A Herb Ritts photograph is instantly recognisable and admittedly my first thought on seeing his early work at the rather stuffy Hamiltons Gallery was, treat ‘It’s all a bit Athena isn’t it’. As obvious as it sounds there is something incredibly late 80s/early 90s about his work. Take ‘Fred with tires’, one of his most popular prints featuring a muscle bound mechanic looking intensely at well, some tires. Homo-erotic seemed to be the order of the day. In effect, his photography is so of it’s era that your immediate reaction is to be a bit sneering. The days of buff young oil covered men and girls in tennis skirts adorning our living room walls are well and truly over. The 80s have become just one big ironic joke.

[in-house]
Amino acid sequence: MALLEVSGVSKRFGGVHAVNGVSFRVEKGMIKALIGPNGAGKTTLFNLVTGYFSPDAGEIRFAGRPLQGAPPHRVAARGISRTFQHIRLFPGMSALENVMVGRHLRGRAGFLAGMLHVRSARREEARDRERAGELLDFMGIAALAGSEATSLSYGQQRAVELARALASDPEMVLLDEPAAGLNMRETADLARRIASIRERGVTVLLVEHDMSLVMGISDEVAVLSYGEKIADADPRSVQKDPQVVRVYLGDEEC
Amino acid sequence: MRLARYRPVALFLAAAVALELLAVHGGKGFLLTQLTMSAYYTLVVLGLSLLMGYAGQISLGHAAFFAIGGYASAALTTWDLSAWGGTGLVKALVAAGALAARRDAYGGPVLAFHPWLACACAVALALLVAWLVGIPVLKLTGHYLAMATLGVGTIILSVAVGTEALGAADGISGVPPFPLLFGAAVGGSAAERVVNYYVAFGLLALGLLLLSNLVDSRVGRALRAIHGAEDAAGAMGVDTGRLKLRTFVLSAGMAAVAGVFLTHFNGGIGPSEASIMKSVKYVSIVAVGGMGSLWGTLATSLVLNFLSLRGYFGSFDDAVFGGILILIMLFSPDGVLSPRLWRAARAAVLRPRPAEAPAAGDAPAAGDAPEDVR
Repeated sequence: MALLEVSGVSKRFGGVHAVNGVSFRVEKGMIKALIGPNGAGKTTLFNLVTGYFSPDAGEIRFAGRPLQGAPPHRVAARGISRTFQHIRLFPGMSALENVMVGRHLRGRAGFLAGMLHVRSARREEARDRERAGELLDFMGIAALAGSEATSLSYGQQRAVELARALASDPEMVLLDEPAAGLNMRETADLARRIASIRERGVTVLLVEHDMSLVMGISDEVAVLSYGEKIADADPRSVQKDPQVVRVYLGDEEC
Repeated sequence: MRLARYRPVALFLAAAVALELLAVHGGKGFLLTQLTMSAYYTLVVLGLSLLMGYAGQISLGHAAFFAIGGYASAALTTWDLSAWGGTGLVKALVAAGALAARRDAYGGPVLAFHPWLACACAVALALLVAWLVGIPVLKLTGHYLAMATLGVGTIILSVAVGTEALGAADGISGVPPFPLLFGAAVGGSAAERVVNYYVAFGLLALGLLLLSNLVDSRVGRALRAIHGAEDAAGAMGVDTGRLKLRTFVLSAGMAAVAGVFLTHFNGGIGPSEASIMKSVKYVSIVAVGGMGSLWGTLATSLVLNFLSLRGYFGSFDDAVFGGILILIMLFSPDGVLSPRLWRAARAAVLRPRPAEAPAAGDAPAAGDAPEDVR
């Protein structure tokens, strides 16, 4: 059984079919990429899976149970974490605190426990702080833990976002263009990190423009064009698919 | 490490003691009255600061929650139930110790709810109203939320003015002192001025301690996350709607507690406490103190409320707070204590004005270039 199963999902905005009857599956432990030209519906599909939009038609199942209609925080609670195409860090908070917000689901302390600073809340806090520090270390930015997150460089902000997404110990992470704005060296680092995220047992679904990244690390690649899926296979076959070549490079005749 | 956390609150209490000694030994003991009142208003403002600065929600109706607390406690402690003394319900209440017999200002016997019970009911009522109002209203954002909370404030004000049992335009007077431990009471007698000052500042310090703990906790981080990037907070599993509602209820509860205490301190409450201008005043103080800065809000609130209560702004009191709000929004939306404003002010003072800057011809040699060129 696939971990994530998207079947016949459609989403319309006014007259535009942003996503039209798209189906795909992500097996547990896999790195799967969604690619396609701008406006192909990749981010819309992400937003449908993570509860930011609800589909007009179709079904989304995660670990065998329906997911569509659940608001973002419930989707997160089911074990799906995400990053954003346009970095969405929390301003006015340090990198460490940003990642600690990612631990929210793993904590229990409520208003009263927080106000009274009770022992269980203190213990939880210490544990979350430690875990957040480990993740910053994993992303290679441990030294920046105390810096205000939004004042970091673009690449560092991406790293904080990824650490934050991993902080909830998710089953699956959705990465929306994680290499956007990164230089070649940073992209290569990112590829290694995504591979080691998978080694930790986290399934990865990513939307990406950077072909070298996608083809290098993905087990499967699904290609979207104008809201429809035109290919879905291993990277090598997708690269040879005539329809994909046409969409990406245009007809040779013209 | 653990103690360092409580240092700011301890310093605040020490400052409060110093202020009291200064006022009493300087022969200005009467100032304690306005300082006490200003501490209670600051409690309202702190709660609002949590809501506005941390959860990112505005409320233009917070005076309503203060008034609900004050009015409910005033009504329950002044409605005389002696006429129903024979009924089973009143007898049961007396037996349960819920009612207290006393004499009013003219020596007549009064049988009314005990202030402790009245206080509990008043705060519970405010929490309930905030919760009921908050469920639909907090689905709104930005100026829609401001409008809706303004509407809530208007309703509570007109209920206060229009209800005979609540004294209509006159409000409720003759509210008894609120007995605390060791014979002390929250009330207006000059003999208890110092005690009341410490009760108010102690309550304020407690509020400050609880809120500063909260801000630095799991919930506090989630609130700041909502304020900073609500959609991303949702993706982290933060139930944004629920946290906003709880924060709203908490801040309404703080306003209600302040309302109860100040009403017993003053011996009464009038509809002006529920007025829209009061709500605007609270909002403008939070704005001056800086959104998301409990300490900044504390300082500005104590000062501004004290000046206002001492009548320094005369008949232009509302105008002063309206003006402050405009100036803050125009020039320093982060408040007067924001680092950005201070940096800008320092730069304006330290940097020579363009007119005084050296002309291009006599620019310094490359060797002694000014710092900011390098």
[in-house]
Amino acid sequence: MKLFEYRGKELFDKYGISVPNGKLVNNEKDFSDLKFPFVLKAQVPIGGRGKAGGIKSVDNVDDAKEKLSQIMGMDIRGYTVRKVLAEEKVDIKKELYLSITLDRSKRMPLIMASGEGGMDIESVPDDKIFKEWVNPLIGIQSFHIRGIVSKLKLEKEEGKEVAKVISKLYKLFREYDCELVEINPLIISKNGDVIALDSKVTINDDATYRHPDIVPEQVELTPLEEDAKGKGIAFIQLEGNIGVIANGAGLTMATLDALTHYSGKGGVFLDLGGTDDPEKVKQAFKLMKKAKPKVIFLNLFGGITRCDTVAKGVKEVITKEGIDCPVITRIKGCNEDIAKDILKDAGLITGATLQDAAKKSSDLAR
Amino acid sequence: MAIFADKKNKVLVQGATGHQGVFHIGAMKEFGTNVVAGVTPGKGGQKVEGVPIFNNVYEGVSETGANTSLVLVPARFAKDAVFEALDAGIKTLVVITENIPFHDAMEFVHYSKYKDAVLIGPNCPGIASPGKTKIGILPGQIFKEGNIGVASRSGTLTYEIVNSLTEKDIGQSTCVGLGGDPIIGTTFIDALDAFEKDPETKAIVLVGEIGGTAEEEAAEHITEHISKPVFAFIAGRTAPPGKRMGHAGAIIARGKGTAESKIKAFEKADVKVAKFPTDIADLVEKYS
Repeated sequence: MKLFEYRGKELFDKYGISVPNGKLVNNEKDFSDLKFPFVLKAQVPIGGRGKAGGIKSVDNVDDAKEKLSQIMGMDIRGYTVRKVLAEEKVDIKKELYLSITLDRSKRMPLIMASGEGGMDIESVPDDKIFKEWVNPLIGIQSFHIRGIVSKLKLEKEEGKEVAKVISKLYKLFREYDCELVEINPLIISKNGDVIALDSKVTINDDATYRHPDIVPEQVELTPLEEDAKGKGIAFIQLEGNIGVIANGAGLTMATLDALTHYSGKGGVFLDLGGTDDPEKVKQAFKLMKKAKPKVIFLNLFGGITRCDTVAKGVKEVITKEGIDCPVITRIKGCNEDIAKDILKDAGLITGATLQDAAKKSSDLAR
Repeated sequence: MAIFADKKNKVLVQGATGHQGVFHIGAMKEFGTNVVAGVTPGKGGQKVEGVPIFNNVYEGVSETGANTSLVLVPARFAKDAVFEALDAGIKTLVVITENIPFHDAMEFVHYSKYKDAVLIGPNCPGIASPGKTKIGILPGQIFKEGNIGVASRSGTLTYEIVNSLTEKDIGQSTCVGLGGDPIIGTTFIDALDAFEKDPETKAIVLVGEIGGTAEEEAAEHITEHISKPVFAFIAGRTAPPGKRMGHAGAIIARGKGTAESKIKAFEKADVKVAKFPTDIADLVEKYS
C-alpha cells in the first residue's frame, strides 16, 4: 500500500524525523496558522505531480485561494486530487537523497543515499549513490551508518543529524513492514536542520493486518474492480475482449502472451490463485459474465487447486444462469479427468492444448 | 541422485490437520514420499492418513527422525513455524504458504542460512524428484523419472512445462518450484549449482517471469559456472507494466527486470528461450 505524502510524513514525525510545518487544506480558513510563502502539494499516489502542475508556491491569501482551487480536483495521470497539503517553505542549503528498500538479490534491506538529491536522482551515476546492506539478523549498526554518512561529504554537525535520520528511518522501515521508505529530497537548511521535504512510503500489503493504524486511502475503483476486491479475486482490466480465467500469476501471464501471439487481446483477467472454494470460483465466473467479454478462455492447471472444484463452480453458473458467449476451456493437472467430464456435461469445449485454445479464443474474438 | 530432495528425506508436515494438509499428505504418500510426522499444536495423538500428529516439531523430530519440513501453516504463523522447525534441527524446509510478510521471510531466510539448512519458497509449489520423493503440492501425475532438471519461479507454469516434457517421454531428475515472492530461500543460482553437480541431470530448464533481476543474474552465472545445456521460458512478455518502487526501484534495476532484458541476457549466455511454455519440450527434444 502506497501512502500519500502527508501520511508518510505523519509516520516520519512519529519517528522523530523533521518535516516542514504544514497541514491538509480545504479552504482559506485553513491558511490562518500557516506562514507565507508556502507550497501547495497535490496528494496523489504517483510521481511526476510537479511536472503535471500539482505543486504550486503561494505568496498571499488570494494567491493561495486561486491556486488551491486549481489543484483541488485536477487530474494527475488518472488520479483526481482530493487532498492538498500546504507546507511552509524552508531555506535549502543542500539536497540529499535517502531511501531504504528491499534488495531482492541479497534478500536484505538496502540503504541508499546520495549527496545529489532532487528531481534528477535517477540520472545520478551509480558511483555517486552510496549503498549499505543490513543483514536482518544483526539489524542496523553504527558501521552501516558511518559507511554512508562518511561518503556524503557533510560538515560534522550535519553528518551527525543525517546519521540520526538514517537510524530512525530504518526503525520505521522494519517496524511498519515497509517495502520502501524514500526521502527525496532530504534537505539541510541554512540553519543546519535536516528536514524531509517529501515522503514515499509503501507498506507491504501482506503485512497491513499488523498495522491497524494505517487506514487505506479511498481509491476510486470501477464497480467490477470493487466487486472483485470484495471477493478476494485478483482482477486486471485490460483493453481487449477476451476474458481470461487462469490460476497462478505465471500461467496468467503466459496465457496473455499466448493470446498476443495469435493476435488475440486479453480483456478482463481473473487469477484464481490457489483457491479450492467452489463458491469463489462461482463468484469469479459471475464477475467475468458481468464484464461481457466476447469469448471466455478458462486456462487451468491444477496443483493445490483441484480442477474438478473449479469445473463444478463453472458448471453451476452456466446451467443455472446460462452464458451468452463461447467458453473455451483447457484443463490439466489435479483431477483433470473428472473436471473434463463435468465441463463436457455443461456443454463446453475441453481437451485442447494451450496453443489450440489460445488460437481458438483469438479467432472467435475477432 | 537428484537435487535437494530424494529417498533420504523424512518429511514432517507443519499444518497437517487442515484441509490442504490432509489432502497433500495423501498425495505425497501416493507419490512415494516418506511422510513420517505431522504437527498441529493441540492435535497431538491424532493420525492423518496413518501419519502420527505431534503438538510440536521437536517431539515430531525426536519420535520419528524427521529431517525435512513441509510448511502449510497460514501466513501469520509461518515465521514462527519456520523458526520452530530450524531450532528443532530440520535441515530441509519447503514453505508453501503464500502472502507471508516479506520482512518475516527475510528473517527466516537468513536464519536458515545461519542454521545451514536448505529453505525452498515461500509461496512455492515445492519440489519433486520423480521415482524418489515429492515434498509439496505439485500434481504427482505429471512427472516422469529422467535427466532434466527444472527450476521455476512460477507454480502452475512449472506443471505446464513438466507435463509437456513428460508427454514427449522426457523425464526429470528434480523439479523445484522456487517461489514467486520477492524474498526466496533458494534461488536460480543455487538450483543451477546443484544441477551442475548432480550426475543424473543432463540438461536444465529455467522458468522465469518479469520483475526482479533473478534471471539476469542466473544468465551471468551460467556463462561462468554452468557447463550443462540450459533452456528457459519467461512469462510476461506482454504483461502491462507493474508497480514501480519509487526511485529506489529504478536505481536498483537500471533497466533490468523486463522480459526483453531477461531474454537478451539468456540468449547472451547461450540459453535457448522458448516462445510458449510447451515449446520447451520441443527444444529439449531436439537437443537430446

However, it was time to stop being smug, the fact is I actually love Herb Ritts. This is the man that gave us a crotch grabbing Madonna on the cover of True Blue and the Mer-boy in the ‘Cherish’ video. Remember the genius that was ‘Keep it in the closet’ featuring Miss Naomi Campbell? Herb was perhaps the only man to make Michael Jackson look sexy in a video. The infamous ‘Cindy Crawford straddling KD Lang’ shot ….the list goes on. Rather than being some anachronistic relic of the late 20th century, Herb actually helped define the aesthetic of the time, making black and white indicative of all that was fashionable and cutting-edge. Perhaps it was incredibly commercial and a touch cheesy but it worked. So, as much out of nostalgia than admiration I actually started to enjoy the exhibition.